Before I left I decided to use Facebook to keep in touch with family and friends since I was going to be +5 hours time shifted for a week. Little did I know it would be such a source of comfort and a great way to retell the story of my worst business trip ever.
The following is a recount of that trip as told by screenshots of my Facebook status. In many cases my friends comments are funnier than my original post. You can click on each image to go to the full post and comments on Facebook.
And so without further gilding the lily and with no more ado, I give to you, my absurd business trip to the Lowlands of Scotland and back.
I took off November 28th with not a clue what lay in wait for me in the days ahead.
Fate lulled me into a false sense of security on the way to Newark.
Dinner in Newark was delicious and uneventful.
While I slept on the plane over the Atlantic. A Siberian storm front, the likes of which Scotland had not seen in 30 years, appeared out of nowhere.
I never made it past Glasgow. The weather there wasn't too bad, but 20 miles west was, by all accounts, apocalyptic.
The weathermen who completely failed to predict this natural disaster announced that it would last for at least 3 weeks so we booked our flights home for the next day. That night we went to an restaurant in an ally in Glasgow that a colleague explained was one of their best kept dining secrets.
I woke the next morning at 4am GMT and fired off a timer on my watch as I started the trip home. I was a little tired to say the least, but this was just the beginning.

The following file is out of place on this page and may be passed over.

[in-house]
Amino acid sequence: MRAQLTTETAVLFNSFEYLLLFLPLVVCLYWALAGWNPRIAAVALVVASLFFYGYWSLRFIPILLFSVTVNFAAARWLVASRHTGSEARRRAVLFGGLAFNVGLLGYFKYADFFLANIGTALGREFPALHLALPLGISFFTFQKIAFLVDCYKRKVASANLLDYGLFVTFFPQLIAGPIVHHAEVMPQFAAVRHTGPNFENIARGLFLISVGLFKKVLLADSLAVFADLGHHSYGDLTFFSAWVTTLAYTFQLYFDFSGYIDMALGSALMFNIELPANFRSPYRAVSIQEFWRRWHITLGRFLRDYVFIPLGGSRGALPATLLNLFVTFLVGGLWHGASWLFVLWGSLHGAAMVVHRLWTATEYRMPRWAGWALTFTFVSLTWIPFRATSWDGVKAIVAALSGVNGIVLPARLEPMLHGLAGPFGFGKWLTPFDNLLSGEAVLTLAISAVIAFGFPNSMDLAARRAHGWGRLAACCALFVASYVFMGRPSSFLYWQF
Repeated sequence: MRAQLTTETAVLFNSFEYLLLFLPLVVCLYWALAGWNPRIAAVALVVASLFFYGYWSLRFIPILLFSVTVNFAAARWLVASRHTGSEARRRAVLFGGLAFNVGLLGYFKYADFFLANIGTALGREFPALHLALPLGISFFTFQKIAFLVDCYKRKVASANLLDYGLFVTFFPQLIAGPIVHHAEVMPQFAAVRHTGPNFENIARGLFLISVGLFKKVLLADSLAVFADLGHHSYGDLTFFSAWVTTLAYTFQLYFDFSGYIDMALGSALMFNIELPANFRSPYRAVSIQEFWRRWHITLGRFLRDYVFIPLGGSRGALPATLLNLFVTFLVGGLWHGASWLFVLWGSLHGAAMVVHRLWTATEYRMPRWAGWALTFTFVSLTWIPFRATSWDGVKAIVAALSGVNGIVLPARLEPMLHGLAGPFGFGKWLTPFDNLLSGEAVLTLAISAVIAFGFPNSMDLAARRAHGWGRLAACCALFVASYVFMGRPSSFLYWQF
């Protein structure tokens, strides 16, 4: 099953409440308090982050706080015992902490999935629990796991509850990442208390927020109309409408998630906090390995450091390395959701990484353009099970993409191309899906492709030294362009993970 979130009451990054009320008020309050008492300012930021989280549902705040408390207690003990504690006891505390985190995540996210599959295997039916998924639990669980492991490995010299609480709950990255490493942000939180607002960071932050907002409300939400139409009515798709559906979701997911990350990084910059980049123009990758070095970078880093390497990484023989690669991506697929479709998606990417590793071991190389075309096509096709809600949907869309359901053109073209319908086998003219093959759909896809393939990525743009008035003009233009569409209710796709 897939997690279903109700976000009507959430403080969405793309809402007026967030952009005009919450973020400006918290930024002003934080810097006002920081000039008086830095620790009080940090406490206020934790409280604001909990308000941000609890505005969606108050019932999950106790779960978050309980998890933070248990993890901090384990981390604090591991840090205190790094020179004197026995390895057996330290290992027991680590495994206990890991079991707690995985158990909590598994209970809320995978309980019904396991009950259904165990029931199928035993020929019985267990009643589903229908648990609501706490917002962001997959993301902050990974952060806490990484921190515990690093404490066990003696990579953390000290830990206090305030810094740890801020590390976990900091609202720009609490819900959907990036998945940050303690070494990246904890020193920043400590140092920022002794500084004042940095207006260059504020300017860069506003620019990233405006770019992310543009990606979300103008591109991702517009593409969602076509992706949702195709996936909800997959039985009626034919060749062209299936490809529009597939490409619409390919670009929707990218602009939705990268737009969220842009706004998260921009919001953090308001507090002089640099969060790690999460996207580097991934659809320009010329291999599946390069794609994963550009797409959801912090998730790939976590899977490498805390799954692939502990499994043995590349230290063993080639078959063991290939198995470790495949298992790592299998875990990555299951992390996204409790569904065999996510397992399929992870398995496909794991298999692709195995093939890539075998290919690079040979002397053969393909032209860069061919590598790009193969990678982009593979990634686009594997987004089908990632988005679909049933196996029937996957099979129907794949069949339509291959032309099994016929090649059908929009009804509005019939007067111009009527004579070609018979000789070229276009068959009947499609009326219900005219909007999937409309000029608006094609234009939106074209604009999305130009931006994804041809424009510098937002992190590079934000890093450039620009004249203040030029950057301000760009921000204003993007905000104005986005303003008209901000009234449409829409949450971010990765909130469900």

This is where things get interesting. I've included the comments on this post because the conversation was in large part responsible for my retention of sanity throughout that day. I've blurred out names and faces of people who I don't explicitly know are ok with me posting this.
We eventually took off from my destination airport for Newark, NJ. A rain storm had delayed us in Boston for 90 minutes. Once it blew over Newark we took off and flew right through it; worst turbulence I ever felt. The woman behind me on the plane alternatively sobbed and screamed as if she was being stabbed throughout the entire flight.
Incidentally, that message was posted to Twitter and Continental did not respond.
The next 3 pics are in reverse chronological order. The rightmost I took when I made it to my car. The middle one is of the completely stopped traffic I hit on route 90 on my way home. (et tu Boston?) And the last one is me finally returned home to my beautiful wife.
When I pulled into my driveway I looked at the timer I started earlier that day.
I don't recall feeling this way at the time but looking back on it it's a pretty hilarious trip. I was surprised how many people followed my journey and even reached out to find out what was happening when I didn't update Facebook when they expected. In these ridiculous circumstances it was nice to stay in touch with friends, even if it was at a distance. Somehow it made the trip more enjoyable.